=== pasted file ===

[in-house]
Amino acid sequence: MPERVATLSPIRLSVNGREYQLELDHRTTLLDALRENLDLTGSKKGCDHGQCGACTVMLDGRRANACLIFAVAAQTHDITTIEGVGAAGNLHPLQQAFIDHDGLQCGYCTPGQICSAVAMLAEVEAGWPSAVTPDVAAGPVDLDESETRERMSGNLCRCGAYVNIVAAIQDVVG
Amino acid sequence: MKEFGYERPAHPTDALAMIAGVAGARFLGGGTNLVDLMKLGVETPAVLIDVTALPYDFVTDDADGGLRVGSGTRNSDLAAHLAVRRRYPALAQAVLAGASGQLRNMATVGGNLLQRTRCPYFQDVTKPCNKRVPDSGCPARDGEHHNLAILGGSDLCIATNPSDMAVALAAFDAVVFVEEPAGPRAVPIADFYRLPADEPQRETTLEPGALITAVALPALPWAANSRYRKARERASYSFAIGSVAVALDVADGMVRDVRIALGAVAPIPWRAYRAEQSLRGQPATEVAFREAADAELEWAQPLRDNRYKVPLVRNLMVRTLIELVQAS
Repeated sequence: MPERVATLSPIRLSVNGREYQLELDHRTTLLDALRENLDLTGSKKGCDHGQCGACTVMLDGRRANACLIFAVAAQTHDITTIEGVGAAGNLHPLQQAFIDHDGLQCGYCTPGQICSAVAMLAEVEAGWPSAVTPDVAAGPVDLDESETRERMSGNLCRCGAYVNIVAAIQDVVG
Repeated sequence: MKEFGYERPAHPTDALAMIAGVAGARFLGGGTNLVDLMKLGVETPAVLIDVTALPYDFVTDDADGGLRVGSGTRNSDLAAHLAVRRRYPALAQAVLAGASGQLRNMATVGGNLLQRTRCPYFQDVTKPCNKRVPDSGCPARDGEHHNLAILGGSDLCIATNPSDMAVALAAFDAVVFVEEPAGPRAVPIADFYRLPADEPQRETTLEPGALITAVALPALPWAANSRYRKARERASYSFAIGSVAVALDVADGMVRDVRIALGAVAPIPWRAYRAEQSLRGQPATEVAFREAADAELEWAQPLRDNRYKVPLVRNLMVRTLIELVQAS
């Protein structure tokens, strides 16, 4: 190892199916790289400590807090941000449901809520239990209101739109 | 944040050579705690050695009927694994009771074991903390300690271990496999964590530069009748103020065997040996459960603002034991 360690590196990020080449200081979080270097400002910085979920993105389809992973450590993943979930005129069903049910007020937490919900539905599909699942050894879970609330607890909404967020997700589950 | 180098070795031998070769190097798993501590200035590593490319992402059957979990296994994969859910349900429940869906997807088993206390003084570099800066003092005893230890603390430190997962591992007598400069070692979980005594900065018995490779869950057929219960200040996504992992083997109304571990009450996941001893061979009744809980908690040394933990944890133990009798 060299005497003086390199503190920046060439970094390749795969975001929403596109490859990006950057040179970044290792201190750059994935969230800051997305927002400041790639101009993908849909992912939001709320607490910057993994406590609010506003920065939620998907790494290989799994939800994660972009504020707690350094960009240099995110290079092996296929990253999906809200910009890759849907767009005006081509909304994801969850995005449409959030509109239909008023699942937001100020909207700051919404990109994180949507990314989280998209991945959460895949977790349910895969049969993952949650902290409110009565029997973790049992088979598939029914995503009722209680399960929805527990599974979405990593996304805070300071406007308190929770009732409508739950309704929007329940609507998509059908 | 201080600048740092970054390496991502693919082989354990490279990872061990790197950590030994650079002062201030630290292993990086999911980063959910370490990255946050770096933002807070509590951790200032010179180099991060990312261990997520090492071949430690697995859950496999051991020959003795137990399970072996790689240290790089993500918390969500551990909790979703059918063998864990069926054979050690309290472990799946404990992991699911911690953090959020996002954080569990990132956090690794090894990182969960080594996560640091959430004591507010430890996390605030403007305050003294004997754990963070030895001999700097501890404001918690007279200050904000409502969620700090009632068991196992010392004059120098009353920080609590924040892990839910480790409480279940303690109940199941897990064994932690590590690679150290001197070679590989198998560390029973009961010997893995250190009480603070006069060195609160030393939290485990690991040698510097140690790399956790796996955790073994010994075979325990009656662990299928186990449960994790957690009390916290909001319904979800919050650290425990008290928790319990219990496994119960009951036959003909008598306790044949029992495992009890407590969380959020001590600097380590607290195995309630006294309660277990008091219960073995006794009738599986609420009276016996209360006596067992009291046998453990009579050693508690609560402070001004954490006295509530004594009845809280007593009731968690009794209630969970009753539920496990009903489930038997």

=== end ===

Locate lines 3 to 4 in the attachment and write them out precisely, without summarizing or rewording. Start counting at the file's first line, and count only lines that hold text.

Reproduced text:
Amino acid sequence: MKEFGYERPAHPTDALAMIAGVAGARFLGGGTNLVDLMKLGVETPAVLIDVTALPYDFVTDDADGGLRVGSGTRNSDLAAHLAVRRRYPALAQAVLAGASGQLRNMATVGGNLLQRTRCPYFQDVTKPCNKRVPDSGCPARDGEHHNLAILGGSDLCIATNPSDMAVALAAFDAVVFVEEPAGPRAVPIADFYRLPADEPQRETTLEPGALITAVALPALPWAANSRYRKARERASYSFAIGSVAVALDVADGMVRDVRIALGAVAPIPWRAYRAEQSLRGQPATEVAFREAADAELEWAQPLRDNRYKVPLVRNLMVRTLIELVQAS
Repeated sequence: MPERVATLSPIRLSVNGREYQLELDHRTTLLDALRENLDLTGSKKGCDHGQCGACTVMLDGRRANACLIFAVAAQTHDITTIEGVGAAGNLHPLQQAFIDHDGLQCGYCTPGQICSAVAMLAEVEAGWPSAVTPDVAAGPVDLDESETRERMSGNLCRCGAYVNIVAAIQDVVG